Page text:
AUBURN, Ala. -- It was September when Auburn, then ranked 17th and still finding its personality, dug out of a 13-point deficit at Jordan-Hare Stadium, rallying to beat unbeaten South Carolina 35-27 after forcing four turnovers in the fourth quarter.
With the rematch taking place in Saturday’s SEC title game at the Georgia Dome, it prompts the question: does the first game have any bearing on how the Tigers prepare for the Gamecocks the second time around?
“I’m hoping it doesn’t,” Auburn head coach Chizik said. “I mean, this is a brand new team.
“Our idea here is to make sure that our players are starting from scratch and understanding that whatever team they faced ‘X’ amount of weeks ago is a much different team two months or later.”
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The statement applies to both groups. The Tigers (12-0, 8-0 SEC) have reeled off eight victories since that September meeting, climbing the polls slowly but surely and reclaiming the No. 1 spot in the Bowl Championship Series rankings Sunday.
The Gamecocks (9-3, 5-3) had a fluctuation typical in Columbia, first beating then-No. 1 Alabama before losing at Kentucky. But they’ve since sorted things out, winning three straight to finish the regular season, with decisive wins against rivals Florida and Clemson.
“Studying them the last two days, they’ve gotten a lot better,” Auburn defensive coordinator Ted Roof said. “We’ve got our work cut out for us.”
A regular-season rematch in the title game has happened only five times since the SEC began pairing off the Eastern and Western Division champions in 1992.
One team won both games on four occasions -- Alabama over Florida in 1999, Florida over Auburn in 2000, LSU over Georgia in 2003 and Auburn over Tennessee in 2004.
The lone exception was 2001, when LSU lost to Tennessee early but upset the No. 2 Vols in the championship game rematch.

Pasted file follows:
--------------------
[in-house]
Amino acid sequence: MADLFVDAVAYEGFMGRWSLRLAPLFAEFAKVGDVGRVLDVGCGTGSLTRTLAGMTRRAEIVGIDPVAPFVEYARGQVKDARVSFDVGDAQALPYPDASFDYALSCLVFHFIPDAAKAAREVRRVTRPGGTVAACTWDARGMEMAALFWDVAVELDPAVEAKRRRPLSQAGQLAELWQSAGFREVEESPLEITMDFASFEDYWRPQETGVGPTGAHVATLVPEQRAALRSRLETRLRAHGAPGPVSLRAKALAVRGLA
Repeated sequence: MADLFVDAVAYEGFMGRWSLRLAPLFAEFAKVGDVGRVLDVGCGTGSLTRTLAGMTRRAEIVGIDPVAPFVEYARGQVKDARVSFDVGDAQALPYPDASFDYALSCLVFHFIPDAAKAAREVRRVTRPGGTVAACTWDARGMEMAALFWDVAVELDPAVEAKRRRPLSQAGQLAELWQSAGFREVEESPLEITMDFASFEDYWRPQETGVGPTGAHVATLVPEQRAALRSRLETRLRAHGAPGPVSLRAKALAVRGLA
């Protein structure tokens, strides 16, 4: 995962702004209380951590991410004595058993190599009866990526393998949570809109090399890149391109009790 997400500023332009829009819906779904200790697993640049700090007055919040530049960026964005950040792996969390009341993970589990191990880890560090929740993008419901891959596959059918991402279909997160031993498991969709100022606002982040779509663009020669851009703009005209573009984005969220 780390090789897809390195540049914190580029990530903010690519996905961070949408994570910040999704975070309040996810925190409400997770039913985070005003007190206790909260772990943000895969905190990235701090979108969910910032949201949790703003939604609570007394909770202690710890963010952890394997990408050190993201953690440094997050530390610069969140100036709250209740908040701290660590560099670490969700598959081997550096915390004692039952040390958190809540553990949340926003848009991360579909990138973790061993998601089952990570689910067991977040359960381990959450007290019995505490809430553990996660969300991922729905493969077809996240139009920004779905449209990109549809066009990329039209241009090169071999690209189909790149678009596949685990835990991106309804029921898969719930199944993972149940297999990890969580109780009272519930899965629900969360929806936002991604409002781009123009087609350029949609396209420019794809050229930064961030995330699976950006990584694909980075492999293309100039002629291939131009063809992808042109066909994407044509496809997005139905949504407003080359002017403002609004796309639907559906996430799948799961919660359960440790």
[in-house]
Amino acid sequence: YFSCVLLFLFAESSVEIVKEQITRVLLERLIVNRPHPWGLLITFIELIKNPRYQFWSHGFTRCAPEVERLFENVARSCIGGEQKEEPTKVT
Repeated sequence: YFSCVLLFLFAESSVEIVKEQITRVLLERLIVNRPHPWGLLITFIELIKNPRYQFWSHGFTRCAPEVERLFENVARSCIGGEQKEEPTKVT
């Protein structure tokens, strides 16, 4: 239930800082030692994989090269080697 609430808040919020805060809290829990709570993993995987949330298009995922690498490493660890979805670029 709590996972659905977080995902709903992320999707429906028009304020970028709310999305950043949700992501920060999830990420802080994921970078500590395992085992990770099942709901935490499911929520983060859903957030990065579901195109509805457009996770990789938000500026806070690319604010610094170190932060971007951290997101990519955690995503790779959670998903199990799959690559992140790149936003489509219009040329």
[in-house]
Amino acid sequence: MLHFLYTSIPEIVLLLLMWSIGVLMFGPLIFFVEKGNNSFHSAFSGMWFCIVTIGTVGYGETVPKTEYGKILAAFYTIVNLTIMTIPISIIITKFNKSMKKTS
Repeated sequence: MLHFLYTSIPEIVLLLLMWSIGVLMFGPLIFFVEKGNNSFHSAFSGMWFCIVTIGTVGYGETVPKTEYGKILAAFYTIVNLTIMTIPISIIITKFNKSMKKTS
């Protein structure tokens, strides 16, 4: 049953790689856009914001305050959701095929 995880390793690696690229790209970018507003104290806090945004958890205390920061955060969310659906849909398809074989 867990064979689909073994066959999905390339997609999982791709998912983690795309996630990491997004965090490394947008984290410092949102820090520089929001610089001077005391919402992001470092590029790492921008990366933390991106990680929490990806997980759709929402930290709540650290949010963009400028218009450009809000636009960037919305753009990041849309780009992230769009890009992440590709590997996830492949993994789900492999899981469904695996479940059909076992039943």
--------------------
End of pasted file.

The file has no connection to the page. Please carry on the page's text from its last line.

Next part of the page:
Chizik said when you play a team for the first time, you go into it with an educated guess of what your opponent might do. In a rematch, there are tendencies to build on.
“You’re not going to have wholehearted changes anywhere on your team because obviously you’ve been doing something good enough to get you to the place that you want to be at,” said Chizik, who won rematches in the same season twice, at Auburn in 2004 and with Texas against Colorado in 2005.
“I think it’s a little different because you can really look back and narrow down the subtle differences that you would do based on what was good for you, what wasn’t good for you, and then you have your best educated guess on what they will do based on what they were successful at and what they weren’t.”
Roof said there’s a possibility the second go-around might be more of a chess match, considering both teams have already shown what they do.
“One of the things you think is, ‘OK, if that worked, let’s do it again,’” he said. “But they’re such good coaches, you know they’re going to have answers for it.
“We’ve got to make sure there is a nice balance between what we hang our hat on and some things that are maybe special or adaptable for this week.”
South Carolina coach Steve Spurrier, who won five SEC championship games while with Florida, one of which was a regular season rematch, doesn’t think he’ll alter too much.
“Generally, we all do what we have to do to win games and go from there,” he said. “You don’t try to change too much.”